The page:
You break a string… go ahead and replace the set (unless they’re pretty new to begin with and you feel as if you only need to replace the one that broke).

You pick up a bass that has been sitting in the basement for years and the strings have rusted over. As a teacher, I’ve had students show up to lessons with strings that were so rusty that I had to ask their parents if they’ve recently received a tetanus shot.

You finish a practice session, look down at your hands, and they’re black or brownish red (gross). Sometimes, strings just happen to get funky (the bad kind of funky) and it’s worth it to wipe them down or change them.

You’re new to the instrument, have never changed them before, and have an opportunity to learn how to do it during a lesson or clinic. When I began playing bass, I was afraid to change the strings, simply because I didn’t know how… once someone guided me through the process, I never thought twice about it.

So, folks, there you have it. It’s up to you to decide how to maintain your instrument. Whether you want to change your strings the 3rd Thursday of every month or every 15 years, that’s your modus operandi. Bass strings aren’t particularly cheap, which is why some people don’t like to change them often; but, in the grand scheme of things, a $30 set of strings is a small price to pay to have the tone you want and to be inspired by the sound and feel of your instrument.

What about you? What’s your routine for changing your strings? Tell us about it in the comments.

Ryan Madora is a professional bass player and educator living in Nashville, TN. In addition to touring and playing sessions, she fronts an original music project, The Interludes and teaches private lessons. Visit her website to learn more about her music or to inquire about lessons.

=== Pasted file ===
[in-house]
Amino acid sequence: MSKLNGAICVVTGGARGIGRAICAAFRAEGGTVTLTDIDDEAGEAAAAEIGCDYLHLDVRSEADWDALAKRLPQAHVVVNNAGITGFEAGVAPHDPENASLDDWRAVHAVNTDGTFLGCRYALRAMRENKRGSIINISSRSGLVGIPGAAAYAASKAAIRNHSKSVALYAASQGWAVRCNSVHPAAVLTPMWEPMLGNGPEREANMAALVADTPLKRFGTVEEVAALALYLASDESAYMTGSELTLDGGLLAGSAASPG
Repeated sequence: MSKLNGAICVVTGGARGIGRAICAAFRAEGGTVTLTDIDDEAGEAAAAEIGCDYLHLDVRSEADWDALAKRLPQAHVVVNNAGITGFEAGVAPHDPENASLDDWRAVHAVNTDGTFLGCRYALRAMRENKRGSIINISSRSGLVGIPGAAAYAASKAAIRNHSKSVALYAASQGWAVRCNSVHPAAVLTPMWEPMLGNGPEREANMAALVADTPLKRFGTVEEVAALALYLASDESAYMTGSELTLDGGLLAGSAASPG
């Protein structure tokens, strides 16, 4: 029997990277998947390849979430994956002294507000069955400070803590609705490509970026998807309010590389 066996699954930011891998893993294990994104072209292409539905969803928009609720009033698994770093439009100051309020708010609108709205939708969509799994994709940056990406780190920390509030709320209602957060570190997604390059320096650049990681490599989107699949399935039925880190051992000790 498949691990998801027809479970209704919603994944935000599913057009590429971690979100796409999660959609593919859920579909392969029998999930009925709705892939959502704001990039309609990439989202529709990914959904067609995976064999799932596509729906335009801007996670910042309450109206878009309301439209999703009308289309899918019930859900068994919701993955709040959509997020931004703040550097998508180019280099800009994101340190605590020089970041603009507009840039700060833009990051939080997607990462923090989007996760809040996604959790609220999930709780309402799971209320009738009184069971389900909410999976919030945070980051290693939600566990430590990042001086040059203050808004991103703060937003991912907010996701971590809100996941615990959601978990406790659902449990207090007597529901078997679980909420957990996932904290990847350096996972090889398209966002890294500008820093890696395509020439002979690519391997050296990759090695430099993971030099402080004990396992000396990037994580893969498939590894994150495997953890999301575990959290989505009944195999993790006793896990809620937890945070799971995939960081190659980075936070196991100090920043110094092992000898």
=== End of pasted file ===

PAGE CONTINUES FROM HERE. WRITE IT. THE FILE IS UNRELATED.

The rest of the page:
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    Michael Stoneham

    Boiling strings actually damages the core making it brittle and more prone to braking. When i herd abut boiling stings amd did some research I heard that boiling strins damages the inner core of the strings making them brittle and thus more prone to breaking. I will never do this


In the 80’s I changed strings a couple of times per year (mostly because I was playing with a pick and would break them). Now I mostly play a Dano bass that still has the strings it came with in 2002. 95% of the time it’s still in tune when it comes out of the case, too.

Doug Brunelle

Everyone has their own preferences for sound, but I think we, as professional bassists, need to have the flexibility to play many different styles of music, and get the tone needed for the various styles. Some groups I play with wander over several genres; everything from old-school blues and standards, to hip-hoppy, funky stuff. I might be walking fours on a jazz tune here and slapping a line on the next song.

Obviously, your equipment should be flexible in regards to sound; one approach is to have different basses, each set up for a particular sound – use one bass with bright, light-gauge round-wound strings for slapping, and another bass set up with flat-wound or tape-wound strings for a more mellow tone. I have two basses, but I haven’t used them both much on gigs (yet, anyway).